Learn German

5 Great Reasons Why You Should Learn German


There are many reasons for you to learn German. Some students want to be able to communicate with their relatives, others would like to work for a German company or move to Germany for university studies.

I decided to put this list together, just in case you need some reassurance in your decision to learn German or the final push towards taking the plunge. So here are the 5 reasons why you should start your learning adventure today:


1) German is the most widely spoken native language in Europe

Germany is the most populous nation in the European Union with more than 80 million inhabitants. In addition, German is an official language in Austria, Switzerland, Belgium, Luxembourg and Liechtenstein. It is also the native language of a significant part of the population in northern Italy and eastern France. In total, knowing German connects you to about 120 million native speakers.


2) Germany has the 4th largest economy in the world

Germany is among the world’s most important export nations. From cars to machinery and industrial equipment, from pharmaceuticals to household goods, you can find it all. Its economy is comparable to that of all the world’s Spanish-speaking countries combined. Germany is also home to numerous international corporations (e.g. BMW, Siemens, SAP) that are constantly looking for international partners.


3) Knowing German creates business and employment opportunities

From an employer’s perspective, you will have a competitive advantage over candidates who have the same professional qualifications but don’t speak German. If you are in international business, you should know that many Germans are very successful in doing business worldwide, but when it comes to business at home they prefer their native language. As the saying goes: “Germans sell in English, but they buy in German.”


4) German and English are similar

Many words in German sound or look the same as equivalent English words. Both languages have evolved from a common ancient language and there is a similarity in vocabulary and grammatical structure. For example, look at these words: Haus = house, Finger = finger, Hand = hand, schwimmen = to swim, kommen = to come, alt = old. There are many more examples like these, which helps a lot when you learn German.


5) German-speaking countries have a rich cultural heritage

Germany is often referred to as the land of poets and thinkers. German is the language of Goethe, Nietzsche and Kafka, of Mozart, Bach and Beethoven. Einstein, Kant and Freud spoke and wrote in German. Nowadays 18% of the world’s books are published in German and with 8 million Internet domains, Germany’s top-level-domain .de is second only to the extension .com. A high percentage of Japanese students learn German. What do they know that you don’t?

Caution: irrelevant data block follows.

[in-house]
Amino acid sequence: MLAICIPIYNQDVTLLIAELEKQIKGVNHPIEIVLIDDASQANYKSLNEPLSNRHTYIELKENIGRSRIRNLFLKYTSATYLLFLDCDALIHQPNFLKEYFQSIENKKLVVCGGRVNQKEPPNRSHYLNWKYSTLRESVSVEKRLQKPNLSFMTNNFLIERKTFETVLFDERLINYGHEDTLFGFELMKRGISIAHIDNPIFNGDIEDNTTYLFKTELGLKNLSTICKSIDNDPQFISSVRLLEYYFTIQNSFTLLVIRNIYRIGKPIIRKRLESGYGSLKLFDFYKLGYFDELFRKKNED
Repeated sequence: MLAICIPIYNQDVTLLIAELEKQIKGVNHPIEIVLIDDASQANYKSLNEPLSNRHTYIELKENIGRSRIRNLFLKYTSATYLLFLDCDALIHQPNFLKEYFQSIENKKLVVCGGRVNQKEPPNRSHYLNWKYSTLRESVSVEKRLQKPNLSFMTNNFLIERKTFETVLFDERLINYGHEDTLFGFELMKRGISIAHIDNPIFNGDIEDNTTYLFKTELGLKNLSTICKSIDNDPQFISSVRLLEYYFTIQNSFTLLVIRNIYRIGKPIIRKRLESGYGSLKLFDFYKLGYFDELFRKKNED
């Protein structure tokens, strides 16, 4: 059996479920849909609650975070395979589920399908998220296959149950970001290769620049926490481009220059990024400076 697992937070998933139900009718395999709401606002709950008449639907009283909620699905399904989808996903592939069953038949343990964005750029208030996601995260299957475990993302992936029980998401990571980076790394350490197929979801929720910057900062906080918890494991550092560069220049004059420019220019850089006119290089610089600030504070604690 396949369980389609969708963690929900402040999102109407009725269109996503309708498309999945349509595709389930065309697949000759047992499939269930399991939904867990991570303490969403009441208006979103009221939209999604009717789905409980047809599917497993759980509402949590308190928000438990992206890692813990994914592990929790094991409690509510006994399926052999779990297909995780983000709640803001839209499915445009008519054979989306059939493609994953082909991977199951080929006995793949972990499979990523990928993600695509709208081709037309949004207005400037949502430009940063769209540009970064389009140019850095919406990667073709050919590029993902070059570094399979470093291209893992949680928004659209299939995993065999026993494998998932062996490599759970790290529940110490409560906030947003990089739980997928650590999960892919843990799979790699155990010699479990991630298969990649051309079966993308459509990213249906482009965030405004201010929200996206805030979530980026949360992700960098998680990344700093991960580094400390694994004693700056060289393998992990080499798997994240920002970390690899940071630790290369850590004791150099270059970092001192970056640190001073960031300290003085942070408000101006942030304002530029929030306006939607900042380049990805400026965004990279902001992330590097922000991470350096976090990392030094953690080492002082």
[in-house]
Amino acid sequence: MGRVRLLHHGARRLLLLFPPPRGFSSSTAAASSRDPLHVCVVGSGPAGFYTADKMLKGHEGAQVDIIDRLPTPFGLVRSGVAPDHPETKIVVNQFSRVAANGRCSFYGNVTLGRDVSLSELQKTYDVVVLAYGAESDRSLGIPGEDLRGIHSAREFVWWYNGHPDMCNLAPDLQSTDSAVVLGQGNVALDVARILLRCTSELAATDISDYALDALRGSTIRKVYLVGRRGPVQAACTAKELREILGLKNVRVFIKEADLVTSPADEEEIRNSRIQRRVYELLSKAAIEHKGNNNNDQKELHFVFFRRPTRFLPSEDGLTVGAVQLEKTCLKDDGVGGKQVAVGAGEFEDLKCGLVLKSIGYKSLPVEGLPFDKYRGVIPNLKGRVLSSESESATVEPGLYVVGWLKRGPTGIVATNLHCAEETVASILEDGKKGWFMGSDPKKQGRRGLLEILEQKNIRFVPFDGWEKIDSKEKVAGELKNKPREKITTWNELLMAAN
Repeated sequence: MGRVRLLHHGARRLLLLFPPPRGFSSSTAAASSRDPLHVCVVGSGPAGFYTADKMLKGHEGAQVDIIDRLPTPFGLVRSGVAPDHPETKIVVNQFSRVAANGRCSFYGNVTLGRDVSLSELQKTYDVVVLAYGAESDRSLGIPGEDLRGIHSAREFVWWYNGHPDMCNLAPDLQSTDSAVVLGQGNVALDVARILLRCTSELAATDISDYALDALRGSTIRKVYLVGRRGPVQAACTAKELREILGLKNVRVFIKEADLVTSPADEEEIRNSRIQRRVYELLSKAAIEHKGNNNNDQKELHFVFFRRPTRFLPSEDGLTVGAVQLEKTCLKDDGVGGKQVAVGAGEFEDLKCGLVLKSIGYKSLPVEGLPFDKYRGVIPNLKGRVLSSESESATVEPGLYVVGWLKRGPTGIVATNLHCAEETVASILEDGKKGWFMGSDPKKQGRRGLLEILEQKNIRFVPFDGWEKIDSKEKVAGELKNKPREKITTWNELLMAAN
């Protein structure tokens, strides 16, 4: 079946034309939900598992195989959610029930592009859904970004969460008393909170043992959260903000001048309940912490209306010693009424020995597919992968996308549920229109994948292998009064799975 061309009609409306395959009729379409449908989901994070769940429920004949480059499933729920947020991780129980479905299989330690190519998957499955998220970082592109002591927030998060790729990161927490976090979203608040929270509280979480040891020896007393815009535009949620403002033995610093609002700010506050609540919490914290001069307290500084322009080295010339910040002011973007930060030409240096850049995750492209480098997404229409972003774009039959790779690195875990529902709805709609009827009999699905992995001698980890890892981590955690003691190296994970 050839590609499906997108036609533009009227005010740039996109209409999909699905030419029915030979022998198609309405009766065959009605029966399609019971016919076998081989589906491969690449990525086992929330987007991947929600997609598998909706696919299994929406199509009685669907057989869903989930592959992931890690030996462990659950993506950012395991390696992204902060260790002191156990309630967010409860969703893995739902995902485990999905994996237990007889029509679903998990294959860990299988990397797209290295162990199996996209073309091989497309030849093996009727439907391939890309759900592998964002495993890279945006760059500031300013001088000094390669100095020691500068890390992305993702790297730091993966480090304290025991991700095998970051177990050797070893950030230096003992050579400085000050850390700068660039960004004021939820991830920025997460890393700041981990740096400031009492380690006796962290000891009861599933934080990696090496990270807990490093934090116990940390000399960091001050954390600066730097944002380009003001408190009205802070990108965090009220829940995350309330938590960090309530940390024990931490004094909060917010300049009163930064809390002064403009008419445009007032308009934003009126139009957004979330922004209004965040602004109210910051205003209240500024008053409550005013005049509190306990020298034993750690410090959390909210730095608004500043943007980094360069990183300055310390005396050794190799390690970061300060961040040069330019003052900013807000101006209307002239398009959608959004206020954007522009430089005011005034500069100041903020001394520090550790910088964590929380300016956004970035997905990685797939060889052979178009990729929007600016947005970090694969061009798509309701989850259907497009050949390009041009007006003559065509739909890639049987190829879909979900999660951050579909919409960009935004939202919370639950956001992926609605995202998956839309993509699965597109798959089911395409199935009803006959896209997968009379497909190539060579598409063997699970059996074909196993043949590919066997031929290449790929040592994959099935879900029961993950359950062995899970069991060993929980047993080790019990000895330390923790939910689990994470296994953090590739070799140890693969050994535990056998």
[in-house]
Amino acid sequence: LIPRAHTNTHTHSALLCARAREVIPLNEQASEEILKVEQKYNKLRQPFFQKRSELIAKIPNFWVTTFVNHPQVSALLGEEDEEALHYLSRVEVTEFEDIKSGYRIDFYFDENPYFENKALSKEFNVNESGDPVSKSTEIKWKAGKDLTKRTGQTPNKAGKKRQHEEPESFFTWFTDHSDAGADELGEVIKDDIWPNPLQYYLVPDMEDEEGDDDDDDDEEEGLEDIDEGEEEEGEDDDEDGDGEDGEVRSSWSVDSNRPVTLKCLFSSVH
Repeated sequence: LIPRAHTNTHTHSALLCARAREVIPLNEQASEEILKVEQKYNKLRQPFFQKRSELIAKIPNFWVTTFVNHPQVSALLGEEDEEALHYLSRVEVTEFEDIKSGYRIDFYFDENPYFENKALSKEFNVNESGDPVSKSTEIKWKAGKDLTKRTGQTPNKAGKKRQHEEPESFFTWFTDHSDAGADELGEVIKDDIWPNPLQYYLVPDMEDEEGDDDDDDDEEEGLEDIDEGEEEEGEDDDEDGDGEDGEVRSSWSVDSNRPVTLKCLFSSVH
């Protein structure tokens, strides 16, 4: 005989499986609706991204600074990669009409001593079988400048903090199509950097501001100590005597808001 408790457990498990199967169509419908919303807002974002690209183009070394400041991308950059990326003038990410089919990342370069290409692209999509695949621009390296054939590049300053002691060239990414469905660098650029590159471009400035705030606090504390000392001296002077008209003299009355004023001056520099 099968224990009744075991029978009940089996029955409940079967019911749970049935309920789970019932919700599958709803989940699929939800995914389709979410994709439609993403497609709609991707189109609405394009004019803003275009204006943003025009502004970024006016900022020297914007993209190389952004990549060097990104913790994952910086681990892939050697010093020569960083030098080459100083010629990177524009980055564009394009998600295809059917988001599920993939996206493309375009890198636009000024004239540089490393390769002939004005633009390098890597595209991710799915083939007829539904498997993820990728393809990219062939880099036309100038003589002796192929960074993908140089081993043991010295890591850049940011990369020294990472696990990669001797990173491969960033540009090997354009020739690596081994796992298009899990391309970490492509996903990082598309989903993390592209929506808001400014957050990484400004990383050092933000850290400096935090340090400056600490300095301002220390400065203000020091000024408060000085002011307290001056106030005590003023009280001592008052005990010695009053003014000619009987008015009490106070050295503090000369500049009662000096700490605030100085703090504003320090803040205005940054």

For more tips and tricks and to boost your German please feel free to check out my online video courses.


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  • Caroline Machin

    I am a German teacher and have been making these comments for years. I have even written to the PM and Minister of Education about this. However, I am getting nowhere with my argument.

    Today it is more likely for me to teach my 2nd and 3rd languages (Spanish and French) rather than teach German in my area (Portsmouth, Hampshire)

    • Ingo Depner

      Hi Caroline, I once read a very interesting article about the 10 languages vital to the UK’s future prosperity and global standing; German is definitely among them but it really looks like Spanish and French have higher priority: http://www.bbc.com/news/education-25003828

  • Fotini Kara

    Auch ich unterrichte Deutsch an einer griechischen Schule. Ich sage zu meinen Schülern:
    Englisch ist ein Muss, Deutsch ist ein Plus.
    Englisch kann jeder in meiner Heimat. Wer noch zusätzlich Deutsch kann, ist natürlich besser dran.

    • Ingo Depner

      Hallo Fotini, ich stimme dem absolut zu, jede zusätzliche Sprache ist ein Plus. Vor allem in der heutigen wirtschaftlichen Situation bringt es viele Vorteile.

  • Annette Murphy

    I have been laughed constantly for keeping up my German. Ever time I tried to speak it with others they had no interest. Sadly my fluency is not what it was and my level of Academic writing in German has gone down. Can anyone suggest how to get it back as I was a C1 (Advanced Level) now I am being told my Level is B2.1 or 2. Suppose that’s not terribly bad, but when I applied for a Masters in German recently I was turned down over my written and not my spoken German.


    • Ingo Depner

      Hi Annette, many thanks for your comment. I would recommend enrolling in a DSH or TestDAF preparation course or buying an exam preparation textbook (e.g. “Prüfungstraining DSH: B2-C1″) that will help you improve your academic writing.